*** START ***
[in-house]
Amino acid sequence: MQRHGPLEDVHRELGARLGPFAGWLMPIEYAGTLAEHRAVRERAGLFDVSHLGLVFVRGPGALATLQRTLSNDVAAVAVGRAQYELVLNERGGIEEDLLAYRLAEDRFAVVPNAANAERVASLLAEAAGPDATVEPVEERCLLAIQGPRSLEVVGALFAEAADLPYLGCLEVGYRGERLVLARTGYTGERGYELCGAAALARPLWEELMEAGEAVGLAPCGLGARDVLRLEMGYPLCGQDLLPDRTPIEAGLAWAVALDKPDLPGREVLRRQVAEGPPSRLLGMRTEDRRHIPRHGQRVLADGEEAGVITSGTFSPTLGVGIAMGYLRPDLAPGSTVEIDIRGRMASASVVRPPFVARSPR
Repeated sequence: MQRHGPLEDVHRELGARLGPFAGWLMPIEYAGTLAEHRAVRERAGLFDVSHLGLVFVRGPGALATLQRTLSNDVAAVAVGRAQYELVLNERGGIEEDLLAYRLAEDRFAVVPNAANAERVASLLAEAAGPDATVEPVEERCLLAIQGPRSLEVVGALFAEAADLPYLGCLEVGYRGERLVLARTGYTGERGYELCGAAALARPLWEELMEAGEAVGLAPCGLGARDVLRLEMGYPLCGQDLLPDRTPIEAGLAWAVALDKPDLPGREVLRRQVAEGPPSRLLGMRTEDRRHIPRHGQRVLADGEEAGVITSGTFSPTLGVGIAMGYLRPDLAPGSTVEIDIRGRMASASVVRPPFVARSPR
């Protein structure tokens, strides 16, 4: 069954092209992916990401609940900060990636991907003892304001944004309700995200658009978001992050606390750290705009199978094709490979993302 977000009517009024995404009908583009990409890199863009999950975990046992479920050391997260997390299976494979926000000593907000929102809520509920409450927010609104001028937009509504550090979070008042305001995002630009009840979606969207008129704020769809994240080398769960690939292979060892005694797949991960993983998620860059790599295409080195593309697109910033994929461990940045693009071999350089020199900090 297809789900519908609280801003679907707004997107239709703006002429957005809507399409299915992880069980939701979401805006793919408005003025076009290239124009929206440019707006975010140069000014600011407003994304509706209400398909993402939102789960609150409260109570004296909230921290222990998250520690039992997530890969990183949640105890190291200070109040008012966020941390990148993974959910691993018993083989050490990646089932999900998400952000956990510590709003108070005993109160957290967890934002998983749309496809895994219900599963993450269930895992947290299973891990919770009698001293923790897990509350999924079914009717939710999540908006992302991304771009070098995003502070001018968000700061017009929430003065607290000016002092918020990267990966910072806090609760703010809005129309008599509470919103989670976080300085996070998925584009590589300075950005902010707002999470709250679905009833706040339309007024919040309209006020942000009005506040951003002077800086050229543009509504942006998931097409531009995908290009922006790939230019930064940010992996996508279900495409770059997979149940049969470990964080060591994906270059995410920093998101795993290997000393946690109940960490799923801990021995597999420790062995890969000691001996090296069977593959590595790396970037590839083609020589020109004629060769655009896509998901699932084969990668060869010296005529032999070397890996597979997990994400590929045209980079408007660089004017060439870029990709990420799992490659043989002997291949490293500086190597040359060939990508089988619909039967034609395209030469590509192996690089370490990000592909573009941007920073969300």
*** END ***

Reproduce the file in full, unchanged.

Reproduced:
[in-house]
Amino acid sequence: MQRHGPLEDVHRELGARLGPFAGWLMPIEYAGTLAEHRAVRERAGLFDVSHLGLVFVRGPGALATLQRTLSNDVAAVAVGRAQYELVLNERGGIEEDLLAYRLAEDRFAVVPNAANAERVASLLAEAAGPDATVEPVEERCLLAIQGPRSLEVVGALFAEAADLPYLGCLEVGYRGERLVLARTGYTGERGYELCGAAALARPLWEELMEAGEAVGLAPCGLGARDVLRLEMGYPLCGQDLLPDRTPIEAGLAWAVALDKPDLPGREVLRRQVAEGPPSRLLGMRTEDRRHIPRHGQRVLADGEEAGVITSGTFSPTLGVGIAMGYLRPDLAPGSTVEIDIRGRMASASVVRPPFVARSPR
Repeated sequence: MQRHGPLEDVHRELGARLGPFAGWLMPIEYAGTLAEHRAVRERAGLFDVSHLGLVFVRGPGALATLQRTLSNDVAAVAVGRAQYELVLNERGGIEEDLLAYRLAEDRFAVVPNAANAERVASLLAEAAGPDATVEPVEERCLLAIQGPRSLEVVGALFAEAADLPYLGCLEVGYRGERLVLARTGYTGERGYELCGAAALARPLWEELMEAGEAVGLAPCGLGARDVLRLEMGYPLCGQDLLPDRTPIEAGLAWAVALDKPDLPGREVLRRQVAEGPPSRLLGMRTEDRRHIPRHGQRVLADGEEAGVITSGTFSPTLGVGIAMGYLRPDLAPGSTVEIDIRGRMASASVVRPPFVARSPR
């Protein structure tokens, strides 16, 4: 069954092209992916990401609940900060990636991907003892304001944004309700995200658009978001992050606390750290705009199978094709490979993302 977000009517009024995404009908583009990409890199863009999950975990046992479920050391997260997390299976494979926000000593907000929102809520509920409450927010609104001028937009509504550090979070008042305001995002630009009840979606969207008129704020769809994240080398769960690939292979060892005694797949991960993983998620860059790599295409080195593309697109910033994929461990940045693009071999350089020199900090 297809789900519908609280801003679907707004997107239709703006002429957005809507399409299915992880069980939701979401805006793919408005003025076009290239124009929206440019707006975010140069000014600011407003994304509706209400398909993402939102789960609150409260109570004296909230921290222990998250520690039992997530890969990183949640105890190291200070109040008012966020941390990148993974959910691993018993083989050490990646089932999900998400952000956990510590709003108070005993109160957290967890934002998983749309496809895994219900599963993450269930895992947290299973891990919770009698001293923790897990509350999924079914009717939710999540908006992302991304771009070098995003502070001018968000700061017009929430003065607290000016002092918020990267990966910072806090609760703010809005129309008599509470919103989670976080300085996070998925584009590589300075950005902010707002999470709250679905009833706040339309007024919040309209006020942000009005506040951003002077800086050229543009509504942006998931097409531009995908290009922006790939230019930064940010992996996508279900495409770059997979149940049969470990964080060591994906270059995410920093998101795993290997000393946690109940960490799923801990021995597999420790062995890969000691001996090296069977593959590595790396970037590839083609020589020109004629060769655009896509998901699932084969990668060869010296005529032999070397890996597979997990994400590929045209980079408007660089004017060439870029990709990420799992490659043989002997291949490293500086190597040359060939990508089988619909039967034609395209030469590509192996690089370490990000592909573009941007920073969300």